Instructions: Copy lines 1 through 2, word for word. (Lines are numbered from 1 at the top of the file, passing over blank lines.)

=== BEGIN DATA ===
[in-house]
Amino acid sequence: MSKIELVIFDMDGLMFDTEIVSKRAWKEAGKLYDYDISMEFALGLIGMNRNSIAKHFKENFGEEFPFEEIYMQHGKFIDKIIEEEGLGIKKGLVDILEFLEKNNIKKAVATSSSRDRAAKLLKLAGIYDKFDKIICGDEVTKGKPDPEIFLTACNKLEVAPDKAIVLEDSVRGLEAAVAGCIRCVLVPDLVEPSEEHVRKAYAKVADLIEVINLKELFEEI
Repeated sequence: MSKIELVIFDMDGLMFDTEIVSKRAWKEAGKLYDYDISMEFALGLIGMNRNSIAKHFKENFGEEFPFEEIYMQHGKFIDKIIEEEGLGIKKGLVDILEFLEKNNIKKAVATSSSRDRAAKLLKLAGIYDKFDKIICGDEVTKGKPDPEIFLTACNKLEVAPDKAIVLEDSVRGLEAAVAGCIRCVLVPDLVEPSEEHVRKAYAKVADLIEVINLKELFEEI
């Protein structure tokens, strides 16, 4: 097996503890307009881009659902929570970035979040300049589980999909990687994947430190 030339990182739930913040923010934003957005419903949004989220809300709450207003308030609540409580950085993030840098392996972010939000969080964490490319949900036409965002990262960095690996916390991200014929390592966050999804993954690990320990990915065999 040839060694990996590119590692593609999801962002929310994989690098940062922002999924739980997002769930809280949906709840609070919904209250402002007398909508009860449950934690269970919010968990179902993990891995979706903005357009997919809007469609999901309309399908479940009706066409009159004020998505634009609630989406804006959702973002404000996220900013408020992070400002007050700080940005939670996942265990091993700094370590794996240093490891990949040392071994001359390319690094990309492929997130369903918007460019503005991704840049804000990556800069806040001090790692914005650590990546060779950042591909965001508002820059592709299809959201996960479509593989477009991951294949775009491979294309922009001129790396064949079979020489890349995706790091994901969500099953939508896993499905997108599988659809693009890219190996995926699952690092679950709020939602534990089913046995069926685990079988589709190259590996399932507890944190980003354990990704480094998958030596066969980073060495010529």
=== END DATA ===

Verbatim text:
[in-house]
Amino acid sequence: MSKIELVIFDMDGLMFDTEIVSKRAWKEAGKLYDYDISMEFALGLIGMNRNSIAKHFKENFGEEFPFEEIYMQHGKFIDKIIEEEGLGIKKGLVDILEFLEKNNIKKAVATSSSRDRAAKLLKLAGIYDKFDKIICGDEVTKGKPDPEIFLTACNKLEVAPDKAIVLEDSVRGLEAAVAGCIRCVLVPDLVEPSEEHVRKAYAKVADLIEVINLKELFEEI